Jeff Horn’s win over Manny Pacquiao last year cemented his status as a very good fighter.
A win over American Terence Crawford in Las Vegas this April will make him a great one.
In October, Crawford was voted by the Boxing Writers Association of America as the best boxer in the world, pound for pound, while The Ring magazine has him at No.2, behind only Kazakhstani middleweight phenomenon Gennady Golovkin.
Whichever way you slice it, Horn and his camp have picked an incredibly tough test for what will be the Queenslander’s first fight in the US.
Terms have been agreed to for the April 21 stoush, which will likely take place at the T-Mobile Arena in Las Vegas.
Horn has fought in New Zealand a few times, but the furthest he has ever travelled on business was to the Perth nightclub precinct of Northbridge.
Now, Northbridge is gaudy – but it’s positively monastic compared to what will confront the softly spoken Queenslander in Vegas.
Australian boxers’ American adventures have found their fair share of calamity over the years: think Jeff Fenech’s robbery against Azumah Nelson or Kostya Tszyu’s pummelling at the hands of Vince Phillips.
More recently, Daniel Geale’s losses to Darren Barker, Golovkin and Miguel Cotto serve as a stark reminder of just how tough it is to keep winning once you hit the States.
But Horn’s trainer, Glenn Rushton, said his fighter was looking forward to the challenge of taking on the world’s best.
“We’re not running from anyone,” Rushton told The New Daily.
“If you want to be the best you’ve got to beat the best.”
One thing on Horn’s side will be his size.
Crawford’s definitive victories – so far – have come at lightweight and junior welterweight.
To fight Horn for the WBO welterweight title, he’ll be coming up 3kg to face a man who could outweigh him by much more than that come fight night.
“As a welterweight, he’s not big,” Rushton said.
“He gets hit – and it’ll be interesting to see how he takes the power of Jeff Horn.
“We’re confident of our chances – the bookies aren’t, but we are.”
In the context of Australian boxing, Horn against Crawford is a fight of huge significance.
Not since Geale was blown away by Golovkin has an Australian dared step in the ring with someone regarded as the best in the business.
Horn and Crawford will both be 30 come fight time, and the bout promises to be electrifying.
A win for Horn should erase any doubt Americans have about the veracity of his win over Pacquiao, which many in the US feel was a dodgy hometown decision.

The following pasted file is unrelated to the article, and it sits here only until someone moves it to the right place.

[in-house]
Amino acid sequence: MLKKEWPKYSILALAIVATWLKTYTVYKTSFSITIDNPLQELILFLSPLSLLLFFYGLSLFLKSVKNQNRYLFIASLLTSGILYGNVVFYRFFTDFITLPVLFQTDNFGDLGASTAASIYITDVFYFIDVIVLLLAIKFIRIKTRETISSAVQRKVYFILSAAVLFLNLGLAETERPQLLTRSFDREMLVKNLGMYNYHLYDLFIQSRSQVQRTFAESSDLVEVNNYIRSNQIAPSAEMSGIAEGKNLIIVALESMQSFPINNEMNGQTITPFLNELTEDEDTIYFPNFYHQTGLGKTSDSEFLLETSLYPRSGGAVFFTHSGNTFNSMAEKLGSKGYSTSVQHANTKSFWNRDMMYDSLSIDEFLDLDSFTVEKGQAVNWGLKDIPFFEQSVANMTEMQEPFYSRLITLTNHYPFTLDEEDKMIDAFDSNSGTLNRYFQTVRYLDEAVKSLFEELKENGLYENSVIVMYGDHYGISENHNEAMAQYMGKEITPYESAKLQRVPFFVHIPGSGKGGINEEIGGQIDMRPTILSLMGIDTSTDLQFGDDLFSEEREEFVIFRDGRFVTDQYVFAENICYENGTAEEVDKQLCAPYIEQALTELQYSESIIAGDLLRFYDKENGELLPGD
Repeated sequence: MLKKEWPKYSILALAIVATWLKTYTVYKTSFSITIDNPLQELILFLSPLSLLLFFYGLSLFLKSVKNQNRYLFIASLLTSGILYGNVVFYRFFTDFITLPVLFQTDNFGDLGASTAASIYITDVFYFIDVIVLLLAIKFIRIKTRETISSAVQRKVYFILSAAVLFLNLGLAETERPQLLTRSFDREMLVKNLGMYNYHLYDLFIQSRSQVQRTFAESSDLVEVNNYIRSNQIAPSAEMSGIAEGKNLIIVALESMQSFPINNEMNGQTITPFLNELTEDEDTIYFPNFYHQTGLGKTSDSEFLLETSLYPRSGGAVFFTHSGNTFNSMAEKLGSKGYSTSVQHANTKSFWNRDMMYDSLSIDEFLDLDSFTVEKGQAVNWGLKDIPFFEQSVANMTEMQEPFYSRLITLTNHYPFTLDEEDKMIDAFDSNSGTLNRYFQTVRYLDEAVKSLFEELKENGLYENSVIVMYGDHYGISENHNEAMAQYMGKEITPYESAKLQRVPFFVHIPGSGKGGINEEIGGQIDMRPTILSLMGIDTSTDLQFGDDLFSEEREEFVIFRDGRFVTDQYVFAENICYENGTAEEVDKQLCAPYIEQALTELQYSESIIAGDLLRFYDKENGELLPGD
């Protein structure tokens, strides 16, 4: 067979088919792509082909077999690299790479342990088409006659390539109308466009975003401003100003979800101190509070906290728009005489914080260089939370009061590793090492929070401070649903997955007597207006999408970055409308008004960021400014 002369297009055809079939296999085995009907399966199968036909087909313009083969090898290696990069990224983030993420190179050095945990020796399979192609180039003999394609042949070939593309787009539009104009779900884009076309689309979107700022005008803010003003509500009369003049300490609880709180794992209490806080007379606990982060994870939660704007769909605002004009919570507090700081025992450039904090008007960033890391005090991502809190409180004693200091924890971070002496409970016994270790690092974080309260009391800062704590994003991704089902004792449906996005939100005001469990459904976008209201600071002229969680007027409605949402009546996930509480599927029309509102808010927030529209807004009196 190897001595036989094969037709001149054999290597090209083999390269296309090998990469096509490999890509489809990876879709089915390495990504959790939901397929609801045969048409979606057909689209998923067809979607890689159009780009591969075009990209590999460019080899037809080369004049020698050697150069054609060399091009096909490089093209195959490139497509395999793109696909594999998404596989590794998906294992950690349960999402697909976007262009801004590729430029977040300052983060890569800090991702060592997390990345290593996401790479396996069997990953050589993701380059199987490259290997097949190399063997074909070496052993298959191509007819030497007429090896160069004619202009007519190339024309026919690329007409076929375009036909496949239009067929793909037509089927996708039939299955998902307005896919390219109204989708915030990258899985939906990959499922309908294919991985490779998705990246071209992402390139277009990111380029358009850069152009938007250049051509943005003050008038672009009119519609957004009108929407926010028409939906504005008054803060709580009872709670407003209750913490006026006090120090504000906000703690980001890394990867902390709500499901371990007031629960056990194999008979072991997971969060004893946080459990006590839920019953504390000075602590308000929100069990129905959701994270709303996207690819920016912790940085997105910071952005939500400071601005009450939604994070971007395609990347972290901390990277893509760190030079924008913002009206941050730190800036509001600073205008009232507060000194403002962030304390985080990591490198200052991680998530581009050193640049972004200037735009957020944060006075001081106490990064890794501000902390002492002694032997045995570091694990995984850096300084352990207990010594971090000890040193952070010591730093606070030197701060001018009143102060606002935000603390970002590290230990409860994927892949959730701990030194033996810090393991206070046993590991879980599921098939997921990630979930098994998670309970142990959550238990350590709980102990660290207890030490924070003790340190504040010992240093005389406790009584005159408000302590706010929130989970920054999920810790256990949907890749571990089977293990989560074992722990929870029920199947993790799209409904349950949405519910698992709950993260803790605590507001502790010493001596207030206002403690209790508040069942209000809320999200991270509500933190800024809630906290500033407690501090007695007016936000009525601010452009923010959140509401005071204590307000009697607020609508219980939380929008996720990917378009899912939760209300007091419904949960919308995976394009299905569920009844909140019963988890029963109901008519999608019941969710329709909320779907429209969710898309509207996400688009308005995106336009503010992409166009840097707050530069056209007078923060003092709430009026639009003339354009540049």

But becoming the first man to beat Crawford won’t be easy, with Rushton all too aware of his many strengths.
“He switches at will from a southpaw to an orthodox stance, that can confuse some people,” Rushton said.
“He’s one of the very few boxers in the world that can do that.
“He’s a brilliant counter puncher, we all know that.
“He’s got a great eye, great hand-eye co-ordination – he can punch very well going backwards.
“He’s a great boxer, but we’re up for the challenge.”
Terence ‘Bud’ Crawford was born to fight.
While much has been made of the fact Horn began boxing late to help conquer bullies, Crawford was the sort of kid doing the bullying.
A renowned neighbourhood scrapper from a tough area of North Omaha, Nebraska, he’s been boxing since he was seven years old.
Just before his 21st birthday, and after his fourth professional fight, he was shot in the head when he returned to his car after a dice game with his winnings.
The bullet was millimetres away from killing him.
His trainer Brian McIntyre said Crawford, 30, turned his life around after the incident.
“After he got shot, you saw the change in his lifestyle,” McIntyre said in an HBO documentary.
“He changed his crowd, he changed where he went.
“He was more dedicated to the gym, more dedicated to his craft.”
Crawford’s proudest moment as a professional was his trip to Glasgow, Scotland, to beat Ricky Burns for the world lightweight title in 2014.
He followed that effort with a successful defence against Yuriorkis Gamboa, in one of the best fights you’ll ever see.
He made one more defence of the lightweight title before heading up to junior welterweight, where he became the undisputed champion of the world.
After his last fight, a KO win over Julius Indongo, Crawford decided to move up to try and become a three-weight world champion.
He was installed as the No.1 contender for Horn’s welterweight title – putting the man from North Omaha on a collision course with the former school teacher from Brisbane.
Rushton can’t wait.
“At the end of the day, he’s just a man – he bleeds, and if he bleeds we can beat him,” he said.